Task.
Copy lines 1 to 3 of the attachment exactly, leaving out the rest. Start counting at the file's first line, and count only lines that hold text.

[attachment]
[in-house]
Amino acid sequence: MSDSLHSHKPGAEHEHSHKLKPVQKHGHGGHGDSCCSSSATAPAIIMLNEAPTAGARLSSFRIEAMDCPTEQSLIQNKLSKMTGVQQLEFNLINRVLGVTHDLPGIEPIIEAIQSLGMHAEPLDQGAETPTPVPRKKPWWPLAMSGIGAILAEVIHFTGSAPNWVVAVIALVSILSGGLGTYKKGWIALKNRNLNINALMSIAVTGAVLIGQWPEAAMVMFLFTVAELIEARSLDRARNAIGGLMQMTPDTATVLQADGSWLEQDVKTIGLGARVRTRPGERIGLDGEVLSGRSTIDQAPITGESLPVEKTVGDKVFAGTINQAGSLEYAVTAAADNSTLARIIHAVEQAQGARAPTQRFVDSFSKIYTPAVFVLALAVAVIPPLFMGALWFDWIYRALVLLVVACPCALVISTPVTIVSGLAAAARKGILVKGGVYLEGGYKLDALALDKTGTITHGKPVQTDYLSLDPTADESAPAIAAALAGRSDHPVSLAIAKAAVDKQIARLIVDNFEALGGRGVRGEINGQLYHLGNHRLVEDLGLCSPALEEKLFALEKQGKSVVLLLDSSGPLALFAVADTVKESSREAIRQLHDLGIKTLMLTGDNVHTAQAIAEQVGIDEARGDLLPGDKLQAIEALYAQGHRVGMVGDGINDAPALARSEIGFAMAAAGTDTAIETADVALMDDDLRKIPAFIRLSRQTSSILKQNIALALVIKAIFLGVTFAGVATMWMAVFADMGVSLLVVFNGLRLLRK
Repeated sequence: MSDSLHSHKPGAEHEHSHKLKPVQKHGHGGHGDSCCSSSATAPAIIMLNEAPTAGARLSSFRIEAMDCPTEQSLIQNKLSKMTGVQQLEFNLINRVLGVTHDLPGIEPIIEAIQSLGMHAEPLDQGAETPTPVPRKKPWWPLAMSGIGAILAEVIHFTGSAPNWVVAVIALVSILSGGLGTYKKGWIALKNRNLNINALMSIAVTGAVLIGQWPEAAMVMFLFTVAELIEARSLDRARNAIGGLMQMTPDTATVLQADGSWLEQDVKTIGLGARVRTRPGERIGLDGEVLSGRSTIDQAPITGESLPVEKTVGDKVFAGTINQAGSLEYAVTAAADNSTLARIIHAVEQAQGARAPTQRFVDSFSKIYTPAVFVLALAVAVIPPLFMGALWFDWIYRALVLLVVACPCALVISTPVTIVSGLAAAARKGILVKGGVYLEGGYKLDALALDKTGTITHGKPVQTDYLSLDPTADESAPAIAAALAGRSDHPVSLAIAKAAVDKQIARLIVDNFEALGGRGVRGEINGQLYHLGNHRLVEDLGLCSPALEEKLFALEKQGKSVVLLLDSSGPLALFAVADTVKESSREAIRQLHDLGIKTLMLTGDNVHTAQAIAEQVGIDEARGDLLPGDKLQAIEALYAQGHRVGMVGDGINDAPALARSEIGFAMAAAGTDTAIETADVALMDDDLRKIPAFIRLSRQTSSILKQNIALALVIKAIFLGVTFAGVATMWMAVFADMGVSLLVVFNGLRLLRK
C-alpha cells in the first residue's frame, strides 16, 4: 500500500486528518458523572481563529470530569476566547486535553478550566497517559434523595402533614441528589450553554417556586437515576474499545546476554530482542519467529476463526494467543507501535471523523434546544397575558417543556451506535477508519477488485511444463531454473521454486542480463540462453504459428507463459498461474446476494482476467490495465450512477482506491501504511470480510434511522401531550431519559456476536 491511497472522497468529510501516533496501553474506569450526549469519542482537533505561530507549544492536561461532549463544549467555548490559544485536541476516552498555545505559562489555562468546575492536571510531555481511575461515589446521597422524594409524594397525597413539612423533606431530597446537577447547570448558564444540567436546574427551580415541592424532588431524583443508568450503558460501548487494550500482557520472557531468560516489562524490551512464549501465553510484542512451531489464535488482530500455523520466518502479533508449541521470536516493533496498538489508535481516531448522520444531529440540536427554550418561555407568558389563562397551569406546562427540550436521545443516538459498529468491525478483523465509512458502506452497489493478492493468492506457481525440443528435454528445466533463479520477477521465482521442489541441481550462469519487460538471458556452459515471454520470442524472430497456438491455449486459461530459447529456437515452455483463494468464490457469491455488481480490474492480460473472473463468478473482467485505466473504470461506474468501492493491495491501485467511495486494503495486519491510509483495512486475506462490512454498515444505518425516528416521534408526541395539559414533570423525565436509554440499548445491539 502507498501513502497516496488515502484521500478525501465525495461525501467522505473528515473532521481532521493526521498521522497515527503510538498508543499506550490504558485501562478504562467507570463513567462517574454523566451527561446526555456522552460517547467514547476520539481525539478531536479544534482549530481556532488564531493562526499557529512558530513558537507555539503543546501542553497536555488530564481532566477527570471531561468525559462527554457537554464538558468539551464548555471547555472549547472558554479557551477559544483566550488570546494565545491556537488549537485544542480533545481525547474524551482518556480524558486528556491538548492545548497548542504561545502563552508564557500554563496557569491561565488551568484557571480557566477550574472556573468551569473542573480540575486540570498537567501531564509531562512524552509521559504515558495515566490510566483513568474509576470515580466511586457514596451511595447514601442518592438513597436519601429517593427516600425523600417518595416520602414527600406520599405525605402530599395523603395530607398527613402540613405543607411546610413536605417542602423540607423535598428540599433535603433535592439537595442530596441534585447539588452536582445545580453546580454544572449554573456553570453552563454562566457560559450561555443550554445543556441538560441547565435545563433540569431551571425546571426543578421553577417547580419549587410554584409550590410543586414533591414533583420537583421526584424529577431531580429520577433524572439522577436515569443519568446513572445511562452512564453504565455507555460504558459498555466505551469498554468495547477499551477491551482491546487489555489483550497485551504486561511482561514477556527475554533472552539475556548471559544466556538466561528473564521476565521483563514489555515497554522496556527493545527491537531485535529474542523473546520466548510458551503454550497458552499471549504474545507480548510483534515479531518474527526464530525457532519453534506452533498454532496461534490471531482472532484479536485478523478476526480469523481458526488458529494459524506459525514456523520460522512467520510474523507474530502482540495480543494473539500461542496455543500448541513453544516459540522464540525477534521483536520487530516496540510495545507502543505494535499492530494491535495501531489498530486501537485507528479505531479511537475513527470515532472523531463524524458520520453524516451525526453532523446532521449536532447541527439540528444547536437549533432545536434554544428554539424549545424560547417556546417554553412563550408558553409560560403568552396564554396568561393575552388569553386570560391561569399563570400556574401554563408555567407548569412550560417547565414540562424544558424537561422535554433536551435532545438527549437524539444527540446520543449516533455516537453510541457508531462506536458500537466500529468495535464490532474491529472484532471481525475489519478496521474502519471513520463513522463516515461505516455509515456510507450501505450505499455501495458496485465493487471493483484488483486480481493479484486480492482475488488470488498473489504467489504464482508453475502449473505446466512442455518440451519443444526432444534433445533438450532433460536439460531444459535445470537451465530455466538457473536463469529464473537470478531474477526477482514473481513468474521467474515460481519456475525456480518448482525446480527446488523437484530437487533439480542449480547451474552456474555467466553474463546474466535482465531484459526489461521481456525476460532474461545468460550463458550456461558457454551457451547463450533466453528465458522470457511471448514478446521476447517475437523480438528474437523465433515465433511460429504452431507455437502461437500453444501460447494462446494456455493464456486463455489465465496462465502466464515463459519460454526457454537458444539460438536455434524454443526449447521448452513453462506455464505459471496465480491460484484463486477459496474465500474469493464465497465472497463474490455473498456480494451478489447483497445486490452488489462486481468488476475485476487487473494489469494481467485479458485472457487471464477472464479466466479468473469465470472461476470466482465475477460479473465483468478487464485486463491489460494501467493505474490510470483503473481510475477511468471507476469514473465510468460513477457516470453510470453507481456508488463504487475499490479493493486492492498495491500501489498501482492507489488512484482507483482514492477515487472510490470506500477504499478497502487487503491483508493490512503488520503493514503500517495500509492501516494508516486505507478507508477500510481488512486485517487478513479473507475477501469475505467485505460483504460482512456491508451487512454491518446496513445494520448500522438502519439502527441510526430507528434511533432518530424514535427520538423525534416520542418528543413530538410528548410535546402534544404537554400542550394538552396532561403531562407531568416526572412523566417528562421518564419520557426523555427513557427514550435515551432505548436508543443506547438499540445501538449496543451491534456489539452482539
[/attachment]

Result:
[in-house]
Amino acid sequence: MSDSLHSHKPGAEHEHSHKLKPVQKHGHGGHGDSCCSSSATAPAIIMLNEAPTAGARLSSFRIEAMDCPTEQSLIQNKLSKMTGVQQLEFNLINRVLGVTHDLPGIEPIIEAIQSLGMHAEPLDQGAETPTPVPRKKPWWPLAMSGIGAILAEVIHFTGSAPNWVVAVIALVSILSGGLGTYKKGWIALKNRNLNINALMSIAVTGAVLIGQWPEAAMVMFLFTVAELIEARSLDRARNAIGGLMQMTPDTATVLQADGSWLEQDVKTIGLGARVRTRPGERIGLDGEVLSGRSTIDQAPITGESLPVEKTVGDKVFAGTINQAGSLEYAVTAAADNSTLARIIHAVEQAQGARAPTQRFVDSFSKIYTPAVFVLALAVAVIPPLFMGALWFDWIYRALVLLVVACPCALVISTPVTIVSGLAAAARKGILVKGGVYLEGGYKLDALALDKTGTITHGKPVQTDYLSLDPTADESAPAIAAALAGRSDHPVSLAIAKAAVDKQIARLIVDNFEALGGRGVRGEINGQLYHLGNHRLVEDLGLCSPALEEKLFALEKQGKSVVLLLDSSGPLALFAVADTVKESSREAIRQLHDLGIKTLMLTGDNVHTAQAIAEQVGIDEARGDLLPGDKLQAIEALYAQGHRVGMVGDGINDAPALARSEIGFAMAAAGTDTAIETADVALMDDDLRKIPAFIRLSRQTSSILKQNIALALVIKAIFLGVTFAGVATMWMAVFADMGVSLLVVFNGLRLLRK
Repeated sequence: MSDSLHSHKPGAEHEHSHKLKPVQKHGHGGHGDSCCSSSATAPAIIMLNEAPTAGARLSSFRIEAMDCPTEQSLIQNKLSKMTGVQQLEFNLINRVLGVTHDLPGIEPIIEAIQSLGMHAEPLDQGAETPTPVPRKKPWWPLAMSGIGAILAEVIHFTGSAPNWVVAVIALVSILSGGLGTYKKGWIALKNRNLNINALMSIAVTGAVLIGQWPEAAMVMFLFTVAELIEARSLDRARNAIGGLMQMTPDTATVLQADGSWLEQDVKTIGLGARVRTRPGERIGLDGEVLSGRSTIDQAPITGESLPVEKTVGDKVFAGTINQAGSLEYAVTAAADNSTLARIIHAVEQAQGARAPTQRFVDSFSKIYTPAVFVLALAVAVIPPLFMGALWFDWIYRALVLLVVACPCALVISTPVTIVSGLAAAARKGILVKGGVYLEGGYKLDALALDKTGTITHGKPVQTDYLSLDPTADESAPAIAAALAGRSDHPVSLAIAKAAVDKQIARLIVDNFEALGGRGVRGEINGQLYHLGNHRLVEDLGLCSPALEEKLFALEKQGKSVVLLLDSSGPLALFAVADTVKESSREAIRQLHDLGIKTLMLTGDNVHTAQAIAEQVGIDEARGDLLPGDKLQAIEALYAQGHRVGMVGDGINDAPALARSEIGFAMAAAGTDTAIETADVALMDDDLRKIPAFIRLSRQTSSILKQNIALALVIKAIFLGVTFAGVATMWMAVFADMGVSLLVVFNGLRLLRK